There is no denying that outsourcing manufacturing to China is an important part of the American business process. Outsourcing helps to keep prices down, giving businesses a chance to be competitive while allowing consumers to afford a wider range of goods. Understanding how the process works, though, can be difficult for those new to the game. There are a variety of terms and conditions that one must learn to navigate, and few are more important than the Minimum Order Quantity.
What is Minimum Order Quantity?
The Minimum Order Quantity (MOQ) is a standard part of outsourcing manufacturing to China. The MOQ is the minimum amount of a product that the manufacturer will make, generally agreed upon so that the manufacturer is actually able to turn a profit on the arrangement.
Typically, high-value items have a relatively low MOQ – it is costly for the manufacturer to make each item, and the client typically has a greater investment on each item. Lower-value items have a higher MOQ – manufacturing in bulk is less costly than doing so in small runs, while the price per item tends to be significantly lower. MOQs vary not only by manufacturer, but also tend to vary by industry.
Why Does it Matter?
On one hand, it’s safe to say that the real issue with MOQs is that they require a more substantial investment on the part of the company doing the outsourcing. After all, a higher MOQ means that you are going to have to pay for a bigger order – and that you will have to be confident that you can actually move that much of a product. MOQs are a major issue for companies looking to outsource work, especially for a company with an untested product or limited available capital. Knowing your MOQ will help you to determine whether outsourcing manufacturing to China is right for you.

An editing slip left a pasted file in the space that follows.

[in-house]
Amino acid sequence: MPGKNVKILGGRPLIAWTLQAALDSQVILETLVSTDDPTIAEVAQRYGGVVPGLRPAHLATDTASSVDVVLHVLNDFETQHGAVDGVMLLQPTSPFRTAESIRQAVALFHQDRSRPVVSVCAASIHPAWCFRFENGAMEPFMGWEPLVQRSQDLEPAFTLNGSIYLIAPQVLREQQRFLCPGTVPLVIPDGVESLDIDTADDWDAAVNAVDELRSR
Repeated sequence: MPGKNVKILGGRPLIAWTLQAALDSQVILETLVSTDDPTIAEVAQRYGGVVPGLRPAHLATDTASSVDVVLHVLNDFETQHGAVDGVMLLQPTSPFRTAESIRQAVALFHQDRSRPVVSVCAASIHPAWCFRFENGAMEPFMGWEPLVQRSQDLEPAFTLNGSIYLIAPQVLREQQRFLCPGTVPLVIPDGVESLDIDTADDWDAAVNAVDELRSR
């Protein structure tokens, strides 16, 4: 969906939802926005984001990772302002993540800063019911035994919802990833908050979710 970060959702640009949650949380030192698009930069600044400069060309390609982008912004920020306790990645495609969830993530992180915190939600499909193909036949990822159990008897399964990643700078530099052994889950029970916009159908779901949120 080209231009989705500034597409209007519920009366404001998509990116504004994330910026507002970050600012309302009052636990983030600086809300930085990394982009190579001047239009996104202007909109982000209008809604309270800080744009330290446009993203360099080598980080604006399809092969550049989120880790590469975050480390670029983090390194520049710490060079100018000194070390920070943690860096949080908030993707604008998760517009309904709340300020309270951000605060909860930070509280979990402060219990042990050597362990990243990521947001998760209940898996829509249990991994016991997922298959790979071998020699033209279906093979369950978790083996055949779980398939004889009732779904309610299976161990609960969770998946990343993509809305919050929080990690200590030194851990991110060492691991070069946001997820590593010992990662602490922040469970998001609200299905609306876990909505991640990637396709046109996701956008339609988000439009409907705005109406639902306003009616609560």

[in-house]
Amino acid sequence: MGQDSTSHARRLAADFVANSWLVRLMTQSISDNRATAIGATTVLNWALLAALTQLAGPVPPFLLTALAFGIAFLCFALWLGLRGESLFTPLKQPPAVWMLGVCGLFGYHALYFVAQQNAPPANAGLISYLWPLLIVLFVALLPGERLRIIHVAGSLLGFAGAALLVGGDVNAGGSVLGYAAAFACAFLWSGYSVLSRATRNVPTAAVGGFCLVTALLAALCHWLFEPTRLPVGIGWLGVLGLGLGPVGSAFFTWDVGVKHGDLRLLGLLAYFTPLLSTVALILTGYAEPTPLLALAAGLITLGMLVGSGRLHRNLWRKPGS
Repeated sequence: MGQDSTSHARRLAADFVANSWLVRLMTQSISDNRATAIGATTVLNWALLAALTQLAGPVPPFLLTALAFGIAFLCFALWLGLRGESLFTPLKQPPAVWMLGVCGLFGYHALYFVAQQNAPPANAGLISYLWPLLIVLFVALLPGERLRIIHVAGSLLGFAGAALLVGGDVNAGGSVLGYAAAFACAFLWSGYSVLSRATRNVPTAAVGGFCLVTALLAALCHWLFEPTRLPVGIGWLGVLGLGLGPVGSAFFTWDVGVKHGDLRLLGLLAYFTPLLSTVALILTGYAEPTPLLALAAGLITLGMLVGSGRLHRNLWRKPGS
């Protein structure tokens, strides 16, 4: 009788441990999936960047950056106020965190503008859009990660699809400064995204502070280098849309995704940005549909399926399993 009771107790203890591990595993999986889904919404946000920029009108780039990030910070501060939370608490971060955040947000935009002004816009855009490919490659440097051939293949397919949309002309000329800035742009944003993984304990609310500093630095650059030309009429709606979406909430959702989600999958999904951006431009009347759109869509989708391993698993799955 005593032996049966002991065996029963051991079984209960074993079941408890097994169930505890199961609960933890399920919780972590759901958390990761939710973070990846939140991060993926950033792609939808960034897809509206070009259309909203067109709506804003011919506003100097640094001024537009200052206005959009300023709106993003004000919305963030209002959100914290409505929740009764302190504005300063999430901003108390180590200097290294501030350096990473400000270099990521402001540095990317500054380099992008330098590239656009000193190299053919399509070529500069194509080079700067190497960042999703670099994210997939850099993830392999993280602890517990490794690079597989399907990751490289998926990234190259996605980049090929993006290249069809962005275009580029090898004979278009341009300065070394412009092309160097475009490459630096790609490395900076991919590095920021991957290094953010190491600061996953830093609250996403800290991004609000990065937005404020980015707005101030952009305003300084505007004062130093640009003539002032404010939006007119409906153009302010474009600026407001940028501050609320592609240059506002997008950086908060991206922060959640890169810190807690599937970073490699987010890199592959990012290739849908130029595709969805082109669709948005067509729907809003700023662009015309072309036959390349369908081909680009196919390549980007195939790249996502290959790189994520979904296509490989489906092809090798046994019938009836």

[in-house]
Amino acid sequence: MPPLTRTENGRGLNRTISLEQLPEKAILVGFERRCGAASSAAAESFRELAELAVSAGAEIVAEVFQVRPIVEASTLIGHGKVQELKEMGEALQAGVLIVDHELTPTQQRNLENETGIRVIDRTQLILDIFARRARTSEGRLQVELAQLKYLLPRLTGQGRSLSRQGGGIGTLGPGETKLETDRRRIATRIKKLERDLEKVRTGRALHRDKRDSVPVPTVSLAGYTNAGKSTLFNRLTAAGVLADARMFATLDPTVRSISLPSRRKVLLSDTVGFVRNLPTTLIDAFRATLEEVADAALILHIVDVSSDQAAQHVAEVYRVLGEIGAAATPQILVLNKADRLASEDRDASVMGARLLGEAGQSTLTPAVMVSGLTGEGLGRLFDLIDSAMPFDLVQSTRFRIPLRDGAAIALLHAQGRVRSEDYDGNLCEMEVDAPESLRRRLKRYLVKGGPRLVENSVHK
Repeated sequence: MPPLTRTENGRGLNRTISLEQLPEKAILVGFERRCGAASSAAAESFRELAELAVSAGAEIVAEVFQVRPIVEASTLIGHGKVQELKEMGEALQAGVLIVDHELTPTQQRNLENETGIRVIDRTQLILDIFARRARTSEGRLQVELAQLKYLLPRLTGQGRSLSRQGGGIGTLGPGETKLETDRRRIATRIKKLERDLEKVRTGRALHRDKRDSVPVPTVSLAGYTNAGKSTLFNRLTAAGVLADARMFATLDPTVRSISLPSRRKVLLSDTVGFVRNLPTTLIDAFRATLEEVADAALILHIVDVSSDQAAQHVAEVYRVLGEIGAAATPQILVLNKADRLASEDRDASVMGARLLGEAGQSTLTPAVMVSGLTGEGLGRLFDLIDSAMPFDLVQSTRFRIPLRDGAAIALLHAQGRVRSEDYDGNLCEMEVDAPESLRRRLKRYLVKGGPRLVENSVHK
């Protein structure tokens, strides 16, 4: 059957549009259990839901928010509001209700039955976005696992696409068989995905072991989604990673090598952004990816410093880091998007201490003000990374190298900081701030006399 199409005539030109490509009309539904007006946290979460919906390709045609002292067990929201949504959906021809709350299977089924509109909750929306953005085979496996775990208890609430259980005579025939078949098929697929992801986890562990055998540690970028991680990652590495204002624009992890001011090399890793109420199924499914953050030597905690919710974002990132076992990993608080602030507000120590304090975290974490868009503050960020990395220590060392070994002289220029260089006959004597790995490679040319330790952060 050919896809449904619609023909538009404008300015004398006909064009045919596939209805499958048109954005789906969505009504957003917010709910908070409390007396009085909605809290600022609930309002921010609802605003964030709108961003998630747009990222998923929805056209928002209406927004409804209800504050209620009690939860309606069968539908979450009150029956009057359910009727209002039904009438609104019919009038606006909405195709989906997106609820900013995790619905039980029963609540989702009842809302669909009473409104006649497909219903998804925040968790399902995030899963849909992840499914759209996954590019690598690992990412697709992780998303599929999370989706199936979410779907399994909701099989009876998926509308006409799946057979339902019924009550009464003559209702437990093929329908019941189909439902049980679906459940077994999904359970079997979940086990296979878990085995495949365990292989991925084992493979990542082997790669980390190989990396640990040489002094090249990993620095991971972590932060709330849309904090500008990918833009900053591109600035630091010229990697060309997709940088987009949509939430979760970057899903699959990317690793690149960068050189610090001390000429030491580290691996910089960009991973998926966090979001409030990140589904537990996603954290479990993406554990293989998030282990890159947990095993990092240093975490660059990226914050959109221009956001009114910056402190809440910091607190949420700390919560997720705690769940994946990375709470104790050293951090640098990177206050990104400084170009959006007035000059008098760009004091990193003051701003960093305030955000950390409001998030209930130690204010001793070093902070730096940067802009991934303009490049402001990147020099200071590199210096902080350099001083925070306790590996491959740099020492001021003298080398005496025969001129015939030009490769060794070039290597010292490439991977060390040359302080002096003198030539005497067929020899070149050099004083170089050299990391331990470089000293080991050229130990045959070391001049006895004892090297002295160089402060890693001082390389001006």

However, the MOQ is arguably a more important factor for the company receiving the order. Remember, minimum order quantities mainly exist to help the manufacturer to make sure that he or she can actually turn a profit on his or her investment. A company that doesn’t set a MOQ is likely one that should be looked at with suspicion – after all, it would then seem that the company can turn a profit on an order of any size, something that those familiar with the manufacturing industry know is simply impossible.
Knowing the minimum order quantity required by your potential outsourcing partner is as necessary as knowing any other part of your business’ budget. Pay particular attention to the MOQ, as a high MOQ may void any advantages that you gain from a lower price per part agreement. Keeping track of what you are paying for is the best way to make sure that your relationship with an outsourced manufacturer can be profitable. Understanding where every penny of your money will be going is the key to making outsourcing a success for your business.
At ITI Manufacturing, we help you understand the MOQs and other important aspects of evaluating costs. Contact us today for assistance!